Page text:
You have all experienced it at least once in your life. You are on vacation and driving to your destination, or you are trying to get out of the city on a Friday afternoon during rush hour, or you are on an usually quick flying road when all of the sudden you come upon a traffic jam. Cars are backed up for three lanes as far as the eye can see. After an hour or two creeping and creeping along you finally see blue flashing lights up in the distance. After more creeping, you can finally see the cause of all the trouble: A car wreck. All that stupid traffic was caused by thousands of motorists slowing down to gawk at the accident despite themselves. And as much as you criticize all those fellow drivers, you too do the same thing. It's also what happens at the race track. Cars start skidding and before you can say, "Crash!" race car parts start flying in all directions. Despite the danger so present for those drivers, the spectators can't look away. There are several of those car wrecks in Major League Baseball right now.
Some players, big names and others, are playing so spectacularly awful that it becomes fascinating. And though we want to be human and feel sympathy for those struggling so horribly, we ogle the new box scores just to see if their misery continued. We are strange creatures, we humans. We are inspired by success stories, but we are downright, bug-eyeingly fascinated with failure. It's why in golf, for example, that Greg Norman's collapses in majors are just as remembered as Tiger Woods' triumphs. And we'll all remember when that French guy totally blew the British Open, right?
And so it is in Major League Baseball. As much as we awe and gush about Greinke, Santana, Gonzalez and Teixeira, we also rubberneck at the likes of David Ortiz, Brian Giles and Jimmy Rollins as they crash into the wall like a Jeff Gordan racer. Heaven knows, the Fan has been fascinated to the point of the blood quickening at the thought of checking their box scores to see if their misery continued. And amazingly or sickeningly, the misery has continued. Let's look at a few.
David Ortiz has been the most publicized car crash. The fall from grace and the rarefied air that surrounded him has been stunning. He was the biggest fish outside of Miami. Everyone KNEW he was going to come through when the game was on the line. It was destined. It was expected. And it always seemed to happen. Now, he can't hit his way out of the old paper bag. Ortiz has six hits in his last forty-five at bats. That's a .133 clip. He has struck out sixteen times during that run. His average has shrunk to a paltry .185 for the year. Ortiz has a lifetime Slugging Percentage of .545. He currently sits at .283. He has a lifetime OPS of .923. He sits at .569. But it goes even beyond that. He was a clutch player. His lifetime .301 Batting Average with runners in scoring position show that. His .934 OPS in that situation is higher than his career totals. Those numbers went off the charts from 2003 through 2007. This year, he is batting .193 in those situations. For his career, Ortiz has struck out in roughly 18% of his plate appearances. This year the number is 23%. It's been fascinating, captivating and nobody knows what is going to happen from here.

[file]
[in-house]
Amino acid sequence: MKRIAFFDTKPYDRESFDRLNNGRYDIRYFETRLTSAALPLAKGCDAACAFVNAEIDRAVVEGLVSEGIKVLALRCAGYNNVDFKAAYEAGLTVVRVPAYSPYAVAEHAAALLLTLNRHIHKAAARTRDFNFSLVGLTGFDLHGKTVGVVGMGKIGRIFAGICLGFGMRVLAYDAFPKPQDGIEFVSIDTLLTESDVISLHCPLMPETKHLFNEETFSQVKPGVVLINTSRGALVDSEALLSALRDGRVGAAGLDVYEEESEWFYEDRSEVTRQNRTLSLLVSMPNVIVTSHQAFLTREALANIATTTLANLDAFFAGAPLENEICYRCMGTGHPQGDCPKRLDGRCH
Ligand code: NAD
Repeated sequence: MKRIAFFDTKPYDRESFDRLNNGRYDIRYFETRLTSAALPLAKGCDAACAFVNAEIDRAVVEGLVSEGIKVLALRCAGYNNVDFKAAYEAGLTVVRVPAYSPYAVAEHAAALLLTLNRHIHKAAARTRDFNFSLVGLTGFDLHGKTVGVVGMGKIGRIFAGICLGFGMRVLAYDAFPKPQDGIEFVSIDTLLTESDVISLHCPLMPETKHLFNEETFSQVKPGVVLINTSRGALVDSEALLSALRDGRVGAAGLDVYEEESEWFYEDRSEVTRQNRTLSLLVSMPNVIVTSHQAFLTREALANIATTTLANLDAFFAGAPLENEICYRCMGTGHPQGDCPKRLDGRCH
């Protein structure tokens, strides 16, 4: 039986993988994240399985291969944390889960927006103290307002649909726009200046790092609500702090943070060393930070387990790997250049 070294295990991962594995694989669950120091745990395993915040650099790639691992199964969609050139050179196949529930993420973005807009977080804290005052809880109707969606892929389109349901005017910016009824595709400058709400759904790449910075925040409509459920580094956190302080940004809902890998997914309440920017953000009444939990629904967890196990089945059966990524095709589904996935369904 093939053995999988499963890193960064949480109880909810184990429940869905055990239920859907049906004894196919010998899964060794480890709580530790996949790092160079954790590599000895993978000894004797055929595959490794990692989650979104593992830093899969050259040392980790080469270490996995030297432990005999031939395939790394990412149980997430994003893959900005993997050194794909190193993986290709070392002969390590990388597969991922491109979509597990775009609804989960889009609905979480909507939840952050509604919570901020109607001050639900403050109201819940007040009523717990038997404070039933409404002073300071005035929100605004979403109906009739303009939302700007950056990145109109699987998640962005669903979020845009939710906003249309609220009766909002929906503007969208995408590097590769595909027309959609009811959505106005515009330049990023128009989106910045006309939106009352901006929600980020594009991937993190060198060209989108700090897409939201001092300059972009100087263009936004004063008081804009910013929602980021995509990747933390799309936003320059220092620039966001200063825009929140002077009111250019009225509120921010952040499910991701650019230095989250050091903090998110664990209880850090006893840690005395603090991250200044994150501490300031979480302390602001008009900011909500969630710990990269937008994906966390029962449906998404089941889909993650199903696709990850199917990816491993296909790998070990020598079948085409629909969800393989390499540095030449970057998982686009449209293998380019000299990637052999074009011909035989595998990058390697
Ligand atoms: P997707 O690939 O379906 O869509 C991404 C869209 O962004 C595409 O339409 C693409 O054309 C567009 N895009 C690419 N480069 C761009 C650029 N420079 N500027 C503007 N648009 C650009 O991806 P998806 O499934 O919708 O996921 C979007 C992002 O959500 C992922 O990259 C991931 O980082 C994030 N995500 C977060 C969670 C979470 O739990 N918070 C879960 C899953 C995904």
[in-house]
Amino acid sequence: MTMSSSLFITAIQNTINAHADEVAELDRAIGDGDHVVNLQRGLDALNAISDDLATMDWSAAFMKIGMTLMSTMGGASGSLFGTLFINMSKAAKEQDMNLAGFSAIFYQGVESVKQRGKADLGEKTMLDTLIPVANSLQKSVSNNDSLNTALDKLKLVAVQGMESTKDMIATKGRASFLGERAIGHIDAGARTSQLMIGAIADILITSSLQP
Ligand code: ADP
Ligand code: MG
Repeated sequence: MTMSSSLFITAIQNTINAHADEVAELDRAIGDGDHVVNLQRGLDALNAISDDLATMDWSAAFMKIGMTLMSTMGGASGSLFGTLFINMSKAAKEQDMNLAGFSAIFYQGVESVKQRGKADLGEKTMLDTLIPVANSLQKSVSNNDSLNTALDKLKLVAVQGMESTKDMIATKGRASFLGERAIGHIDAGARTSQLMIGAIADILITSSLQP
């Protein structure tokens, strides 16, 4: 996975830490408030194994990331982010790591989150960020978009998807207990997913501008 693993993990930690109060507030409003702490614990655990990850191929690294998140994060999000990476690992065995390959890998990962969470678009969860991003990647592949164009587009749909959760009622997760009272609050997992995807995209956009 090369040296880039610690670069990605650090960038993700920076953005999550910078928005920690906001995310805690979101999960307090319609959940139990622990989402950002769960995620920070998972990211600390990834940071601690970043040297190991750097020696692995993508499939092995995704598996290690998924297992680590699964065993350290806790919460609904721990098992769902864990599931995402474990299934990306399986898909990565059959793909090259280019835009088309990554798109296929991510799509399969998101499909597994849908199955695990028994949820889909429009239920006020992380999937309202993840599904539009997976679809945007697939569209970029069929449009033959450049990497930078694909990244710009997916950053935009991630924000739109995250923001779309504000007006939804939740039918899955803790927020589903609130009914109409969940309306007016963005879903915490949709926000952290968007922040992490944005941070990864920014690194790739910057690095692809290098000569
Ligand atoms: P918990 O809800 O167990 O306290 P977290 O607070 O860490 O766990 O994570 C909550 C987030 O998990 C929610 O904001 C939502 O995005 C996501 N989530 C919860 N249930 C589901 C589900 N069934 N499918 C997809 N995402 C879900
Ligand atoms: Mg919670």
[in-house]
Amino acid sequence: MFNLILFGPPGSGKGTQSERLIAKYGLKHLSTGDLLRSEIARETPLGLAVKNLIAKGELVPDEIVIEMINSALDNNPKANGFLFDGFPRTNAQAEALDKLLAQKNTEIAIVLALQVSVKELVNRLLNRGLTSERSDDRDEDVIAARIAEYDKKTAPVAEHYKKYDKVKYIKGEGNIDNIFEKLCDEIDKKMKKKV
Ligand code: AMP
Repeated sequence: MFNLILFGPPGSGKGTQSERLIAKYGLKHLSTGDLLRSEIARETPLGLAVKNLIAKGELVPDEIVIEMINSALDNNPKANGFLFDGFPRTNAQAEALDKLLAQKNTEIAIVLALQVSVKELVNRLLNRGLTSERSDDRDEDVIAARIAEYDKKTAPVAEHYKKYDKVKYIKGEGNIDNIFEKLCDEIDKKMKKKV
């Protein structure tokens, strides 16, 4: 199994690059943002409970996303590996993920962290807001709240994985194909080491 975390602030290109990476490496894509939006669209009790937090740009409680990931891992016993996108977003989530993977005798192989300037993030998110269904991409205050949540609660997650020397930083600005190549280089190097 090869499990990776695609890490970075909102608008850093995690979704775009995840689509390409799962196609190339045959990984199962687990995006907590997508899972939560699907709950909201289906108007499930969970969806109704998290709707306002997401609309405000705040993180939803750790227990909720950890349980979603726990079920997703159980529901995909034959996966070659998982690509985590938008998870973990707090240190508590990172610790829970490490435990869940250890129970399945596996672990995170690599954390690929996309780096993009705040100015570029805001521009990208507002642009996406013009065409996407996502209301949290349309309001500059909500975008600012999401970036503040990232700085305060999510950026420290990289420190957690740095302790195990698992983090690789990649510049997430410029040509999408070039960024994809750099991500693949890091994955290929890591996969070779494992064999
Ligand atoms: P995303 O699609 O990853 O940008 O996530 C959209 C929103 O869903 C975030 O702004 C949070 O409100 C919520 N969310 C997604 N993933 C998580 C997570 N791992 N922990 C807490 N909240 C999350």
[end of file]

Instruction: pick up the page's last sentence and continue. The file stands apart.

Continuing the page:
Brian Giles is a two time All Star. His career numbers are: .292/.401/.505. Even last year, at the age of 37, Giles put up these numbers: .306/.398/.456. But this year, he's been a car wreck. His current line sits at: .193/.284/.287. At .571, his OPS is just two points higher than that of Ortiz. What is even more scary is that just ten days ago, his average was sitting at .168! Like the Red Sox, who stuck with Ortiz in the #3 spot in the lineup for the longest time, Giles was the Padres' leadoff batter all year. That has to be excruciating. A typical leadoff batter scores in about 62% of his games. Giles was respectable last year, scoring in 55% of his games. This year, he's scored in 25% of his games. That's really harmful for the Padres. The other day, the Fan suggested that the Padres try Tony Gwynn Jr. in the leadoff spot for a while. Looking like a genius, the Padres did just that today and Gwynn went two for four with a run scored. That had to be a relief to the Padres. But the rubbernecking did continue. Giles came up as a pinch hitter and grounded out to the shortstop.
Two years ago, Jimmy Rollins won the MVP. As the Phillies' leadoff batter, he batted .296 with an .875 OPS. He had 38 doubles, 20 triples and 30 homers. He scored an amazing 137 runs that season. Last year, his OPS slipped to .786 but he still finished strong and stole an amazing 47 bases in 50 attempts. He won his second Gold Glove along the way. This year, Rollins has been a car wreck. His Batting Average is .226, his On Base Percentage is .276 and his OPS is sitting at .621. Again, the leadoff batter does a lot to set up the team's offense. Plus, Rollins has already been caught stealing more times this year than he was all of last year. To add to the misery, his range factor this year is off significantly from years past. The rubbernecking continued as Rollins went 0-4 on Sunday.